May I ask you, Mr. Speaker, whether it is competent for the Prime Minister to take away the rights of private Members without Motion made? I maintain that no understanding was come to before the Adjournment except as regarded Public Business, and I protest against this abrogation of the rights of private Members.

MR. SEXTON (Kerry, N.)

The right hon. Gentleman has said that the compulsory character of the proposal respecting the Evicted Tenants Bill prevents him from regarding it as a non-contentious measure. With reference to the proposal to renew Section 13 of the Land Purchase Act of 1891, I beg to remind the right hon. Gentleman that the operation of that clause rests on voluntary action. There is nothing compulsory about it. It was inserted with the consent of both Parties, and the proposal to renew the clause emanated from a Member of the Unionist Party— namely, the hon. Member for South Tyrone. In these circumstances, I beg to ask the Government to reconsider the propriety of introducing a Bill for the purpose of renewing the clause, is the only practicable means of ascertaining whether this policy would be opposed or not.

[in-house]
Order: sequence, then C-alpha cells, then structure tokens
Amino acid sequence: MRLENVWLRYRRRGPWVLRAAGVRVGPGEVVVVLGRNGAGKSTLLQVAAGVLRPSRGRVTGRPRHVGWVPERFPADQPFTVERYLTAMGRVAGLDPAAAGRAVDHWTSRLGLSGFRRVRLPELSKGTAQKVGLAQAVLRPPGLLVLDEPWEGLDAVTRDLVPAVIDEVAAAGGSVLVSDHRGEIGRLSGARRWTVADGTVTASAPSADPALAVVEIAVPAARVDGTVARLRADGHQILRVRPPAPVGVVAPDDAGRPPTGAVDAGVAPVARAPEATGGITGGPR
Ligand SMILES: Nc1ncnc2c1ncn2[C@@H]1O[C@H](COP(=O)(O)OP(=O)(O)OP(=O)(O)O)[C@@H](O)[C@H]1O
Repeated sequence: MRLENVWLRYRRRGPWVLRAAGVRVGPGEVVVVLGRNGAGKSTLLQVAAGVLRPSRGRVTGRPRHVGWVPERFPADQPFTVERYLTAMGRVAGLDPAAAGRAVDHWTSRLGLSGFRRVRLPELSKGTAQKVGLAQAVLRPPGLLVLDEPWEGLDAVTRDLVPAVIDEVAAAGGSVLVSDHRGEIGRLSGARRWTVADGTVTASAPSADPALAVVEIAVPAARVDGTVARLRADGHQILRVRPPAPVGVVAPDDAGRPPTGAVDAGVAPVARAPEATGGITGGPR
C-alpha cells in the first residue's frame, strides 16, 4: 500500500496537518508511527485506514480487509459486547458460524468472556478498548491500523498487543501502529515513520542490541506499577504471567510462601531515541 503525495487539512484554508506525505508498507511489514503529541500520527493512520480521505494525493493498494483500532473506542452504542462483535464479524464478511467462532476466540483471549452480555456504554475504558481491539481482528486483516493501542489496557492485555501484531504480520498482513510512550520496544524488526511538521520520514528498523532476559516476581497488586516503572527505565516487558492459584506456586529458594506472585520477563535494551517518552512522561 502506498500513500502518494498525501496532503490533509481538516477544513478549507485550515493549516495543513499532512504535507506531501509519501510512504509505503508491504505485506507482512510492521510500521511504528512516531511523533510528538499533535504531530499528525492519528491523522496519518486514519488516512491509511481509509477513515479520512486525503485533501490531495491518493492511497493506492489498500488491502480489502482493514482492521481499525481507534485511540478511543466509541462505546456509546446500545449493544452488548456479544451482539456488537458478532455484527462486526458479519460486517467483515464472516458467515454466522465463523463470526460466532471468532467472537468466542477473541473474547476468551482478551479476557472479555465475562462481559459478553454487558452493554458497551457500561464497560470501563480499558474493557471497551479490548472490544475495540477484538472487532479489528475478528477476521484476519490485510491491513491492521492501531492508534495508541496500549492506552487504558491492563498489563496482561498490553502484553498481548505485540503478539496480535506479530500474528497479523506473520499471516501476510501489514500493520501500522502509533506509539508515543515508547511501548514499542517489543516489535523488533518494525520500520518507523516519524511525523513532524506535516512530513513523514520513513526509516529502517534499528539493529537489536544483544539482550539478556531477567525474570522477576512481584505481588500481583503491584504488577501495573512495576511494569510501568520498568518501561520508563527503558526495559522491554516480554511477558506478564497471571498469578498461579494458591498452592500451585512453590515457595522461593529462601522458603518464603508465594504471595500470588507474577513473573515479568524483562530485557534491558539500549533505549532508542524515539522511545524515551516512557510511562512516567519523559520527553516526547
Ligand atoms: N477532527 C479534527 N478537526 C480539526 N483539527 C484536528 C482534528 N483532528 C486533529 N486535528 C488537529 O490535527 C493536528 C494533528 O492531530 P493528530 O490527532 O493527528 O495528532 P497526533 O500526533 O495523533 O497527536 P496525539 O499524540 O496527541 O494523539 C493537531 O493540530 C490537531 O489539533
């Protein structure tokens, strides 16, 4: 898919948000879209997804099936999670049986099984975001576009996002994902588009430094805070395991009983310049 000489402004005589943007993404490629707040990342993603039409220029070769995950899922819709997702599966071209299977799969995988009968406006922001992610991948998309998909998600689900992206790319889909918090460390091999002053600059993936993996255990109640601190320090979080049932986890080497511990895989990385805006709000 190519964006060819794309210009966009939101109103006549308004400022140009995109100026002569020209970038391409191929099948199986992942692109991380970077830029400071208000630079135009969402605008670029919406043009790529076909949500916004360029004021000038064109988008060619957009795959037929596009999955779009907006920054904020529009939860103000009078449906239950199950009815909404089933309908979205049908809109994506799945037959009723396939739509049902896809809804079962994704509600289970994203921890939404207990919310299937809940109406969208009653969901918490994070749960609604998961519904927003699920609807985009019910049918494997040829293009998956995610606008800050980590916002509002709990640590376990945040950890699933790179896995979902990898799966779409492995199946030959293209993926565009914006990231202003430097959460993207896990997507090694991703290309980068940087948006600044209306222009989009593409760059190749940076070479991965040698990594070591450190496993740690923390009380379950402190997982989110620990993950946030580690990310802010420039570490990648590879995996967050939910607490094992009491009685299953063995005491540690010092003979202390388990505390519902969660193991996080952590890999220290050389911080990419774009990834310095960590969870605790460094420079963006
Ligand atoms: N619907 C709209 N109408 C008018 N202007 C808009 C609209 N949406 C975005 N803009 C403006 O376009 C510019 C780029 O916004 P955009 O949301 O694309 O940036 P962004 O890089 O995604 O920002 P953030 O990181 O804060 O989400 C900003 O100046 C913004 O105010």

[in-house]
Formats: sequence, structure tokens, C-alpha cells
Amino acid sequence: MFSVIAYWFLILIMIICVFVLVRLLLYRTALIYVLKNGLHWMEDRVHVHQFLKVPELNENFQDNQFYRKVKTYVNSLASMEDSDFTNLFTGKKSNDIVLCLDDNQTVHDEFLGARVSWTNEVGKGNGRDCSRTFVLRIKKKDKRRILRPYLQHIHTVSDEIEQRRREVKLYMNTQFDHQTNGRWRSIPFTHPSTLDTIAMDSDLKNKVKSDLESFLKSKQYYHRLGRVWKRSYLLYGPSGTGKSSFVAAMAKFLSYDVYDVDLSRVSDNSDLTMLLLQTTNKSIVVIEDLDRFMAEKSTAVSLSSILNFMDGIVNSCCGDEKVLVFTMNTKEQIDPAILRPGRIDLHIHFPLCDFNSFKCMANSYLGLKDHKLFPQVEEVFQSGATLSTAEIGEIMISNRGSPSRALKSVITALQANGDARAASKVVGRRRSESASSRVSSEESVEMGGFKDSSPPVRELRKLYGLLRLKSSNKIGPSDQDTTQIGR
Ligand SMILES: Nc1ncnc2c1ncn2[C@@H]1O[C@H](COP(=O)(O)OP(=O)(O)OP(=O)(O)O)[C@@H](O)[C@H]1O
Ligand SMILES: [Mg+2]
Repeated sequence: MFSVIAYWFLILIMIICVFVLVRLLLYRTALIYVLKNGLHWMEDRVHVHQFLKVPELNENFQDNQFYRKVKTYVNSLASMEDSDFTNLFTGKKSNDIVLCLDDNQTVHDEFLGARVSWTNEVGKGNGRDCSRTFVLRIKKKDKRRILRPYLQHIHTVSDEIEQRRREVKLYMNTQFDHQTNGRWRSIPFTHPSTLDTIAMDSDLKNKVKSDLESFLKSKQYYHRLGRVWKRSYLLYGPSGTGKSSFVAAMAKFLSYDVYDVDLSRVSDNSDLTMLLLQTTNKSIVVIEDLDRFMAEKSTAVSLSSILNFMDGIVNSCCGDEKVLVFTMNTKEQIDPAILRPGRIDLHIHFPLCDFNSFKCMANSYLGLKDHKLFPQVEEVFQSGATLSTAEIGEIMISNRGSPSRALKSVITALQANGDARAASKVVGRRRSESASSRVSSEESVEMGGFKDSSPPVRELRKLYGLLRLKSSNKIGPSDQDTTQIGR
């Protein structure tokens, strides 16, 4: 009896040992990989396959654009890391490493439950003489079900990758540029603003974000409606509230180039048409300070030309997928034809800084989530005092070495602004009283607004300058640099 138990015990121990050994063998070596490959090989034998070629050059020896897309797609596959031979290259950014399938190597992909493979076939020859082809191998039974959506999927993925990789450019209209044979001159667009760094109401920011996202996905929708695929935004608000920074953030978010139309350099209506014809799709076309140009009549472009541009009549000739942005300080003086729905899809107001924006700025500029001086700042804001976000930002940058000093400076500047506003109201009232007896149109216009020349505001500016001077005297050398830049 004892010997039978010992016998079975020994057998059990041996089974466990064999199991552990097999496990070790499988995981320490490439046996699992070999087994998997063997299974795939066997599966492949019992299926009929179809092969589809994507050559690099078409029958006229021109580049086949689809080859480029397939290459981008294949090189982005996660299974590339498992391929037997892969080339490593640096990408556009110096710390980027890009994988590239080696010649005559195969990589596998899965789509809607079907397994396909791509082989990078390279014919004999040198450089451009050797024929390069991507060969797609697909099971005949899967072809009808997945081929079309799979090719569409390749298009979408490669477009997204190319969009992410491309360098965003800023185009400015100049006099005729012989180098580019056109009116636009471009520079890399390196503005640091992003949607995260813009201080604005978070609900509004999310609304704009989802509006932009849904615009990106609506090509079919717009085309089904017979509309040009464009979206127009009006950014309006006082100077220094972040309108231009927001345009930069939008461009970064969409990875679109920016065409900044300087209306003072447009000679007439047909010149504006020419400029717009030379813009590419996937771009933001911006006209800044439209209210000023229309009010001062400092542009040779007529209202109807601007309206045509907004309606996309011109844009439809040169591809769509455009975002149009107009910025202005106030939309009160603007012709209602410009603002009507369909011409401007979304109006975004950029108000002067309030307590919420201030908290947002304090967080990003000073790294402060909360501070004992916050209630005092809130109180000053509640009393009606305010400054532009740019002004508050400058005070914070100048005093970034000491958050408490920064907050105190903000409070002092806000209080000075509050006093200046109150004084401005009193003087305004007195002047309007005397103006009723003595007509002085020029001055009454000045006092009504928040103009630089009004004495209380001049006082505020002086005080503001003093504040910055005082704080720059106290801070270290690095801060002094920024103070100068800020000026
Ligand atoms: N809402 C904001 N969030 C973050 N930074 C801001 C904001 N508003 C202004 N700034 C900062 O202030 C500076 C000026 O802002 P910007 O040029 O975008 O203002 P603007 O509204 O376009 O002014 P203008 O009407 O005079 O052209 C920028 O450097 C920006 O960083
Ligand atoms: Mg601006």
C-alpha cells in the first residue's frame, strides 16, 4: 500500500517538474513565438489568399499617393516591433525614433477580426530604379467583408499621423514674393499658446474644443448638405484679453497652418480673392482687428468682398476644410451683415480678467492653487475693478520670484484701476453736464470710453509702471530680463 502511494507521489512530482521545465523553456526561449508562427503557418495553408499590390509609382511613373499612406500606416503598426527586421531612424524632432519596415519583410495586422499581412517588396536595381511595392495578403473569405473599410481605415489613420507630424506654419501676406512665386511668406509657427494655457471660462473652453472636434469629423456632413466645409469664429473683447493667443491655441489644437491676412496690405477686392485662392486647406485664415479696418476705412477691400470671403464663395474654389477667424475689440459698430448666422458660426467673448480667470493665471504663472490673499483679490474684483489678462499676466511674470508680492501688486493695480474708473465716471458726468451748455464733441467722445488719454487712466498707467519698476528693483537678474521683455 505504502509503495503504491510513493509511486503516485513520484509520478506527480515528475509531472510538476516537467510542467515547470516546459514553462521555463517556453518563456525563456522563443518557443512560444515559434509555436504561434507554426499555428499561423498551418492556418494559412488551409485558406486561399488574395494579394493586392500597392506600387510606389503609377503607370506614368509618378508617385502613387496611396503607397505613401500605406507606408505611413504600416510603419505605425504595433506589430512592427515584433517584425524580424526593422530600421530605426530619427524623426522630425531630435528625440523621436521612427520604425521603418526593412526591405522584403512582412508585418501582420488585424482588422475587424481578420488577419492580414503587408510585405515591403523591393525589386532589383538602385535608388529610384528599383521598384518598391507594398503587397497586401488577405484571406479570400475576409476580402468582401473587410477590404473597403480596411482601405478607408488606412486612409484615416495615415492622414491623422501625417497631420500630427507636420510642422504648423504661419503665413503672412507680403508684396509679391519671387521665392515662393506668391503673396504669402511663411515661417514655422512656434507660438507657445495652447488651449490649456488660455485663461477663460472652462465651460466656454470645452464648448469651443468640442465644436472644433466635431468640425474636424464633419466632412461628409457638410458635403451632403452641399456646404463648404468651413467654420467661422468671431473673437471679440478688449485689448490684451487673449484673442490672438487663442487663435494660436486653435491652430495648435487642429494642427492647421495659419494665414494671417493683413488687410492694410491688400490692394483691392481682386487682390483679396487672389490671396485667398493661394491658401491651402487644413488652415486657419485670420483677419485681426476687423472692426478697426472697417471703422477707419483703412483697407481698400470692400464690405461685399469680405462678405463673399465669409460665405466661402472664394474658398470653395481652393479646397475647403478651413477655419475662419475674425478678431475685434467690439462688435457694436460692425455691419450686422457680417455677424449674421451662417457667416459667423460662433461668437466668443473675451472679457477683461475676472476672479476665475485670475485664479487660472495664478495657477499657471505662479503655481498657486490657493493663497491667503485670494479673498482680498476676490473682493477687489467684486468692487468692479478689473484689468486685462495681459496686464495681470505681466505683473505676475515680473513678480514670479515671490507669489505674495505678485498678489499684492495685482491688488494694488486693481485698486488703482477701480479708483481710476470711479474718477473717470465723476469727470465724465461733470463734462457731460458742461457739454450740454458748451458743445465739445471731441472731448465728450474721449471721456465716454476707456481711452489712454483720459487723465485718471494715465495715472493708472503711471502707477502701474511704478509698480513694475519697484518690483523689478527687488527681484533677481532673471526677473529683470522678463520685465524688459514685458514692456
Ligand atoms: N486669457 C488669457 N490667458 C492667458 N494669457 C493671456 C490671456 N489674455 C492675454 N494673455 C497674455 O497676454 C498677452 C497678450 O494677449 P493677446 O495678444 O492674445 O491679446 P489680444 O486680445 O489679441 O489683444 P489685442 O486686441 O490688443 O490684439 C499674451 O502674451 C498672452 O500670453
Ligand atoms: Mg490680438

I should myself be prepared to bring in a measure for reviving the operation of Section 13 of the Act of 1891 for a certain time, if the proposal to introduce such a Bill received the assent of the right hon. Gentleman opposite and his friends. It will be remembered that near the close of the previous portion of the Sittings I asked the right, hon. Gentleman opposite whether he would consent to this subject being treated as non-contentions, but the right hon. Gentleman was not then able to give a definite answer. If the right hon. Gentleman will now consent to treat it as a non-contentious matter I am prepared to introduce a Bill on the subject.

MR. A. J. BALFOUR (Manchester, E.)